More Decisions – How? Choices (Part 5)

Categories: Choices, Léo’s Insights 2022-2023

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Now that you have decided to home educate and a sponsoring school has been chosen, there remain yet more decisions to be made.

I remember when my wife and I first determined to bring our children home for their “schooling”.  Though we knew the school system was not meeting our children’s needs, we brought the school home and tried to make it fit our children.  This did not go so well for us.  Why could we not see that bringing home a broken system, only brought a broken system home?  It was not fixed by having a new venue or application.  An example I often use is, when a broken vehicle is dragged home, it remains broken.  The same can be said of schools.

Not only were we brainwashed with school ideology like most everyone else, but since both my wife and I were trained as school teachers we were even bigger believers in schools knowing where, how, when and what we should be teaching our children.  We had it so bad, we even entertained creating report cards in early November of our first year, until we came to our senses and realized we would be reporting to ourselves.  This was probably the beginning of the unravelling of our school-based thinking and transitioning to become unschoolers.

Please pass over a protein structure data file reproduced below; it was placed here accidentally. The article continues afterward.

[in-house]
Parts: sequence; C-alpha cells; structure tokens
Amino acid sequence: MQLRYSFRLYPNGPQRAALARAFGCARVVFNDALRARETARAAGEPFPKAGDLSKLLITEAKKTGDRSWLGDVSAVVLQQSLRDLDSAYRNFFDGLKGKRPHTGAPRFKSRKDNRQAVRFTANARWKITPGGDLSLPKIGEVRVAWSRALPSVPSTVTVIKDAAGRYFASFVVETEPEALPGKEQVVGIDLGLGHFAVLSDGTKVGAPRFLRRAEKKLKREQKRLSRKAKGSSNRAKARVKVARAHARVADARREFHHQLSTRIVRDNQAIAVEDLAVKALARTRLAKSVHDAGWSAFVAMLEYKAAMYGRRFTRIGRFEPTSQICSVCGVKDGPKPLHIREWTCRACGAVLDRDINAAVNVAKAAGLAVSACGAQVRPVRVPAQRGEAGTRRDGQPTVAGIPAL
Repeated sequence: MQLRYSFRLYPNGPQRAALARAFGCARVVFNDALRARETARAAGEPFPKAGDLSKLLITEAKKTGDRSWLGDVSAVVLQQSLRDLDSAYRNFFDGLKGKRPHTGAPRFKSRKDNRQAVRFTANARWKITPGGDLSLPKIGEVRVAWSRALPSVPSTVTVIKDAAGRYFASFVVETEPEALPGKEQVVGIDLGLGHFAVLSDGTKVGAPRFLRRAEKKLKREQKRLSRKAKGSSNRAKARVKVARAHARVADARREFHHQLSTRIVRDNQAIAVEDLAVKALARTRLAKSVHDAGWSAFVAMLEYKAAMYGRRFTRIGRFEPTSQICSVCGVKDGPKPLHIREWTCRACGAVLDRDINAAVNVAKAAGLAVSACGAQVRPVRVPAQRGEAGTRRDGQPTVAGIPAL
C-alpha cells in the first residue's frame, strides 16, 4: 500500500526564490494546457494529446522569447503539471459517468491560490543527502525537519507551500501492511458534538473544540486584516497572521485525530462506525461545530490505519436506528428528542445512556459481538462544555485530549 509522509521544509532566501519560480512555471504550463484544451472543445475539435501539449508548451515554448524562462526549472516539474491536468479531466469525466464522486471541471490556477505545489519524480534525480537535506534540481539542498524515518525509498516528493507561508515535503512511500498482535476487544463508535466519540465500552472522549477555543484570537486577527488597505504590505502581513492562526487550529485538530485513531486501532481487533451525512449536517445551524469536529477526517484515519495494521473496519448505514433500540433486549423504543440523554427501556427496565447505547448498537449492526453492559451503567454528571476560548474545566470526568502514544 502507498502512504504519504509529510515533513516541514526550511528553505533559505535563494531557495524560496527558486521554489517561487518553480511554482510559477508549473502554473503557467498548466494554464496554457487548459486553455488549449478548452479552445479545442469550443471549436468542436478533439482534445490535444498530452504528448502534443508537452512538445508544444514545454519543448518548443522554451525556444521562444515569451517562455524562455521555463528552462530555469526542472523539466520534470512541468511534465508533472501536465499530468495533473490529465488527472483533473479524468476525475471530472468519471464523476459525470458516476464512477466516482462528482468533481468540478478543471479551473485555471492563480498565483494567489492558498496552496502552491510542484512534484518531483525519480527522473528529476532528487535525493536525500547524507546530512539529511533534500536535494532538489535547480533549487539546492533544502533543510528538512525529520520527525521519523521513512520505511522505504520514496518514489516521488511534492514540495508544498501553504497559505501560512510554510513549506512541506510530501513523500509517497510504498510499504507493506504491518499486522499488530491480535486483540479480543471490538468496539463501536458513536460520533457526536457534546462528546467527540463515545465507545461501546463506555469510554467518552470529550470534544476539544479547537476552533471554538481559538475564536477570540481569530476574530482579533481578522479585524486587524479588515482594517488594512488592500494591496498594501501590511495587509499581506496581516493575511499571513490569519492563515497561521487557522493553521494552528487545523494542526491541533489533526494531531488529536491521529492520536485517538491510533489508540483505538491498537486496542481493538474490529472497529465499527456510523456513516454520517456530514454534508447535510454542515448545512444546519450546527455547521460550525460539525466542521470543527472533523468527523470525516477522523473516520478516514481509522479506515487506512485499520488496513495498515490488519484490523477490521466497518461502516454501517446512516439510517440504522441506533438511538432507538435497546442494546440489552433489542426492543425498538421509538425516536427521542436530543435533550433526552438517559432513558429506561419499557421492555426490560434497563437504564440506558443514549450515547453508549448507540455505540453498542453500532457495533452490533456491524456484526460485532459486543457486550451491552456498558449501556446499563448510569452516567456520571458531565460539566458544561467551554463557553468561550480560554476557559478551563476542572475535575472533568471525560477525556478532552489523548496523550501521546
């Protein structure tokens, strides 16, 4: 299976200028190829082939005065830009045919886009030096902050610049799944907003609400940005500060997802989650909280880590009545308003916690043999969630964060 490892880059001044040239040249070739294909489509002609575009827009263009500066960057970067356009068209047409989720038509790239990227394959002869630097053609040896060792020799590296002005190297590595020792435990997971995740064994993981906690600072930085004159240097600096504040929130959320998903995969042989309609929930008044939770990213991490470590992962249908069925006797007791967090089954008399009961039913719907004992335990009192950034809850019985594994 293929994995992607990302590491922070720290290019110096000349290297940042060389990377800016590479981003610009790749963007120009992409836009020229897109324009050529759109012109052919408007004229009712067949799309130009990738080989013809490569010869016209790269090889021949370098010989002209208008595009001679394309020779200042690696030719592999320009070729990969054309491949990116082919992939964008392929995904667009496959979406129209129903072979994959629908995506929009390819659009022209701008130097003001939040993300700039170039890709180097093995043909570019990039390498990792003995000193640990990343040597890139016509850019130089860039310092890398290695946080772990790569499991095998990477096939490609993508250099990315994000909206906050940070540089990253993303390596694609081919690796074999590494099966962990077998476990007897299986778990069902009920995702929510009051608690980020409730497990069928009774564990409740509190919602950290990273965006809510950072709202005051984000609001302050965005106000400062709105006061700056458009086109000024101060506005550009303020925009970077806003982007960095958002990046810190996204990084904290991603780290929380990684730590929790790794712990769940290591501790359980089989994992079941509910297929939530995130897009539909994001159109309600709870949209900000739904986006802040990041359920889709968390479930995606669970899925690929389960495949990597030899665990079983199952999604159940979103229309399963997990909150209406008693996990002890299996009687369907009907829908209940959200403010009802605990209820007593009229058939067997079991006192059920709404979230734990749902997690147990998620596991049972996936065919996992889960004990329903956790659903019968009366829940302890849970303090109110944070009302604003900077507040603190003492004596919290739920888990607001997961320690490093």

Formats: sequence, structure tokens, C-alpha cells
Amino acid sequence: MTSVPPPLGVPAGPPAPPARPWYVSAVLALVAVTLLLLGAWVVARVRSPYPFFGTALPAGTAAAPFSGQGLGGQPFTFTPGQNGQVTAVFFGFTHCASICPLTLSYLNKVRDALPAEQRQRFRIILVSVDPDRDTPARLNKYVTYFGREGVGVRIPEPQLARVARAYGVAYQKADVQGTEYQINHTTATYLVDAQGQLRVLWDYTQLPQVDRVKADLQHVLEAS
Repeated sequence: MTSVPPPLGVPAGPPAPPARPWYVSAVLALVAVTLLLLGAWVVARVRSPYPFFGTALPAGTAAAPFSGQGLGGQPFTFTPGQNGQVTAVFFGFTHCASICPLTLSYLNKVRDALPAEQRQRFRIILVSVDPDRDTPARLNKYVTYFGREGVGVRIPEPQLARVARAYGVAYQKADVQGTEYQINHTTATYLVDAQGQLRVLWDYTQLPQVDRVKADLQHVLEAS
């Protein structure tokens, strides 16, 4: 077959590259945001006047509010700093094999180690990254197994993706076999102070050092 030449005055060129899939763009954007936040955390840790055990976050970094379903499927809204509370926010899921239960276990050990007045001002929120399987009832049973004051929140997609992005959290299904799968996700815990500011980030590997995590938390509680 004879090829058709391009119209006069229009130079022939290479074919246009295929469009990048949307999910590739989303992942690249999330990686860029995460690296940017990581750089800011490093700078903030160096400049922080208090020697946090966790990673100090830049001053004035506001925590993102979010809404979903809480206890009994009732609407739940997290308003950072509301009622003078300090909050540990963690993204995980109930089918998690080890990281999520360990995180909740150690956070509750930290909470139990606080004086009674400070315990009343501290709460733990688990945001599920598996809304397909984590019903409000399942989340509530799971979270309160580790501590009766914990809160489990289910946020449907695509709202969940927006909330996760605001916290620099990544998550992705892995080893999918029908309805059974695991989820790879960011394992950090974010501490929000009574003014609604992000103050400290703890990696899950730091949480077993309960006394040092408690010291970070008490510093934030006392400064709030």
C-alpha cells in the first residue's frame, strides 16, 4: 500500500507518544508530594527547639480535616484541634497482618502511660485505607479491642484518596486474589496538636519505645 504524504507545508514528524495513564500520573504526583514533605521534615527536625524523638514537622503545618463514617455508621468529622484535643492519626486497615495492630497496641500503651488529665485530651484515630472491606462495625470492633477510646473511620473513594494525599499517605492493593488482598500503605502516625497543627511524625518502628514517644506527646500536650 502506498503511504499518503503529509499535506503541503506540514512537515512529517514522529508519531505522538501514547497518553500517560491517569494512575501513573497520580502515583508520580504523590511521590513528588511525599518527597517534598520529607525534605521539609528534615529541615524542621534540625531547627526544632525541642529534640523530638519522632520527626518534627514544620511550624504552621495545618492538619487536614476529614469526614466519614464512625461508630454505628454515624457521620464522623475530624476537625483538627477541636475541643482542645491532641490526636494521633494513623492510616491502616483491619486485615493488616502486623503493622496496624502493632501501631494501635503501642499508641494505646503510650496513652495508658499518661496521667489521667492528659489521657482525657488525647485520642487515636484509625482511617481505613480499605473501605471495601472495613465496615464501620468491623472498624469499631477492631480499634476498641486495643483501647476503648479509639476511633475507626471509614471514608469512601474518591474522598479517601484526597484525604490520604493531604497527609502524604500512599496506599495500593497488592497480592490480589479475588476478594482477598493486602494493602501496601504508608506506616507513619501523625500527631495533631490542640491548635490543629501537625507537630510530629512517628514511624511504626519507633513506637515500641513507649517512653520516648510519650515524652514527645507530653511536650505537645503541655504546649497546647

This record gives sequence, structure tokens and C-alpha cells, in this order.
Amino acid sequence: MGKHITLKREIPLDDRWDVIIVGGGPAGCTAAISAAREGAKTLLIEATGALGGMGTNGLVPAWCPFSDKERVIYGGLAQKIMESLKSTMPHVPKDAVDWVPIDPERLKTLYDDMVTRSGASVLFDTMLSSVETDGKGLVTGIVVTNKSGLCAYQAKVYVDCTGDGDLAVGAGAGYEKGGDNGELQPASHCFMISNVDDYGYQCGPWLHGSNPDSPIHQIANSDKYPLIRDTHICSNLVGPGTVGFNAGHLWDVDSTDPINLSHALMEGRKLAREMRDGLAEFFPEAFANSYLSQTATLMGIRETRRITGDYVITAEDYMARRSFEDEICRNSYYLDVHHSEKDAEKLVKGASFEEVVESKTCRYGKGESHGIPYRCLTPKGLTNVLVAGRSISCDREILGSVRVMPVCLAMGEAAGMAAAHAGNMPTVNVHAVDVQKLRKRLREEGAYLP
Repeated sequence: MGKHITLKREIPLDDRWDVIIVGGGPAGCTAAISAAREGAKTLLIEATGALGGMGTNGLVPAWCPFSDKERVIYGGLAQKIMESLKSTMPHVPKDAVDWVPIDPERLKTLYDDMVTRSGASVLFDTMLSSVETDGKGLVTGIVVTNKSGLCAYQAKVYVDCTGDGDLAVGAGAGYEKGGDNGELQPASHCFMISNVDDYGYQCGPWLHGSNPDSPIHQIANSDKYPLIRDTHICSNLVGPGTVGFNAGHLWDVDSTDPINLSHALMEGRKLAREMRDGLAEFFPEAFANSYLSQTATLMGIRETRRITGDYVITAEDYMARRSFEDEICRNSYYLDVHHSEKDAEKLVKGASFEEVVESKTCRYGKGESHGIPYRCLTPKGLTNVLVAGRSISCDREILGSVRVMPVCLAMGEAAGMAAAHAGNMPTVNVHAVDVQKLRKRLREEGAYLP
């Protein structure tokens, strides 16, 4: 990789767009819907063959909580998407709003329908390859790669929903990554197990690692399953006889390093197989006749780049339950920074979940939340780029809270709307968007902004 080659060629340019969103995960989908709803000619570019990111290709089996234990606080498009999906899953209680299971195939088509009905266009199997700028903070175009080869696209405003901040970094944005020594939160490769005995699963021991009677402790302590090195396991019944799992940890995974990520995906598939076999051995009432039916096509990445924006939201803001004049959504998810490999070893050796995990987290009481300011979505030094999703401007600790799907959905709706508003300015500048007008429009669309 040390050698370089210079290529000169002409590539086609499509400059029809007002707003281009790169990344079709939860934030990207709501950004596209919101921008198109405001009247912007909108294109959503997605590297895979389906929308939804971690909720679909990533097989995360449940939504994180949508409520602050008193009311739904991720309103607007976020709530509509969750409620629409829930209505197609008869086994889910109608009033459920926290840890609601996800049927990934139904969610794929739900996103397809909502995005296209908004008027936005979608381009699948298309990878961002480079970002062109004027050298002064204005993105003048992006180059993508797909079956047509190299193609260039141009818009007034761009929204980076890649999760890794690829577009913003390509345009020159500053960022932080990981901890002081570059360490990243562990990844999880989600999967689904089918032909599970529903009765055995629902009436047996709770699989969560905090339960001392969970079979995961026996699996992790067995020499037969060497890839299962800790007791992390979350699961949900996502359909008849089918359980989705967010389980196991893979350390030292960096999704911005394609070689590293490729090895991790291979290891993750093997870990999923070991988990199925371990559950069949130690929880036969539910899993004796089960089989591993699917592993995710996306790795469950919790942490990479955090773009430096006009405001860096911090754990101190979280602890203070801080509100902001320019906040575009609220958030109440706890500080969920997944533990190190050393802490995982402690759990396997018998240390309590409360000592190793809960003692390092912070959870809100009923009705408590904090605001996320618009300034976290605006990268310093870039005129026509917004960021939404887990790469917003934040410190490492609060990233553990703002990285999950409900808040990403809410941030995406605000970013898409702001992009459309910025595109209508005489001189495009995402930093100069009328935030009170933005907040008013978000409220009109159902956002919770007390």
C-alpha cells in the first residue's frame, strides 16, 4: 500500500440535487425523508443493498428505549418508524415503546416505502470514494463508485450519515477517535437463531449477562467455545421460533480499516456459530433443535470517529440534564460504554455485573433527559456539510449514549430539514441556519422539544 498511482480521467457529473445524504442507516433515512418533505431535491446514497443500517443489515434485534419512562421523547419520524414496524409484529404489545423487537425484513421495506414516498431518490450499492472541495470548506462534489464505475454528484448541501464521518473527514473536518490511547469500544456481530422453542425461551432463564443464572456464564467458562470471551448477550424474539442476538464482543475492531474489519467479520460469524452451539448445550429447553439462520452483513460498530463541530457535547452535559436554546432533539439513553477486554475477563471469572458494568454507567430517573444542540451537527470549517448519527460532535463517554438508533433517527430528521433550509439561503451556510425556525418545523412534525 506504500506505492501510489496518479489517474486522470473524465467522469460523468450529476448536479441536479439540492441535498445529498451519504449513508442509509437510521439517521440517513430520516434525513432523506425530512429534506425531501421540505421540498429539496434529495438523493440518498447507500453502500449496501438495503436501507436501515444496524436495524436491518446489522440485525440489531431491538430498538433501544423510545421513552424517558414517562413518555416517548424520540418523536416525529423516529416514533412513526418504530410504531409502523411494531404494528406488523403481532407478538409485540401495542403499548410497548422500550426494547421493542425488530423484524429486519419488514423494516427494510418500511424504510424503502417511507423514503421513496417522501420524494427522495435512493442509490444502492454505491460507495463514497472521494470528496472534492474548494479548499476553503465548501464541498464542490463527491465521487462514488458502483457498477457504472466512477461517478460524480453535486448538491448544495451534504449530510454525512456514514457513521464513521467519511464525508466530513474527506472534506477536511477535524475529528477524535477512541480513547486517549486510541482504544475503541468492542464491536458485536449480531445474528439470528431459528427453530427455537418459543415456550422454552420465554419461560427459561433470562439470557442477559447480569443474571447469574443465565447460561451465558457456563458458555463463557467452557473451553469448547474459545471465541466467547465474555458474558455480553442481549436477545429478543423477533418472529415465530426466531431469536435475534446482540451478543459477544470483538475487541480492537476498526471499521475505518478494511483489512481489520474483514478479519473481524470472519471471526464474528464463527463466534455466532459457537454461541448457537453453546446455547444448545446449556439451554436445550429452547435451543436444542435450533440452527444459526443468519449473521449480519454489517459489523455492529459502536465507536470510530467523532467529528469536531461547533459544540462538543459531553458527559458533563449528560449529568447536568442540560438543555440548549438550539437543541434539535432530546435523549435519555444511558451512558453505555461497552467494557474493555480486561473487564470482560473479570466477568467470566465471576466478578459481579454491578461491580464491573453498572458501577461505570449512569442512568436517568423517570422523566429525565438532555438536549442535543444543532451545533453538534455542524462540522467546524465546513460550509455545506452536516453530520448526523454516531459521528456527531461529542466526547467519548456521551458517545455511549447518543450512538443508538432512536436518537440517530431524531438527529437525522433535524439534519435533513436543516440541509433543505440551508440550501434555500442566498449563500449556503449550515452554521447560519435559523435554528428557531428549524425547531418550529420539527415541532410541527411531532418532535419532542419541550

Unlike you fine folks reading this blog, there was precious little information for home education, much less for leaving school out of the home when we embarked on our journey, long ago.  In fact, the internet was very much in its infancy, with no googles to help us out.  Today, there is likely more than enough to put you into information overload.

The biggest decision you will have to make, now that you have determined to do the job of teaching your children, will be whether or not you have the courage to step away from the status quo education system.  Your success at this new venture will be directly related to how much “school thinking” you will entertain.  Home education is far less likely to fail if school is left at school and learning becomes more natural, dynamic, or, to use a modern misnomer, “organic”.

It should not be difficult to understand that if “school” fails to work at school it will also fail at home.  Parents who try to make school work at home are more likely to get frustrated and start believing school could do a better job if the children were in fact in school.  This is true, but returning to what didn’t work is not the solution.

The decision to home educate must be accompanied with a decision to leave school at school and do something different at home.  In essence, this is what is meant by unschooling.  It is simply a determination to not do what schools do, perhaps even to do what schools don’t do and simply learn and grow together as a family.  This is natural learning in the environment created by God for children, namely the family.  This should answer the “how’s” of home education.

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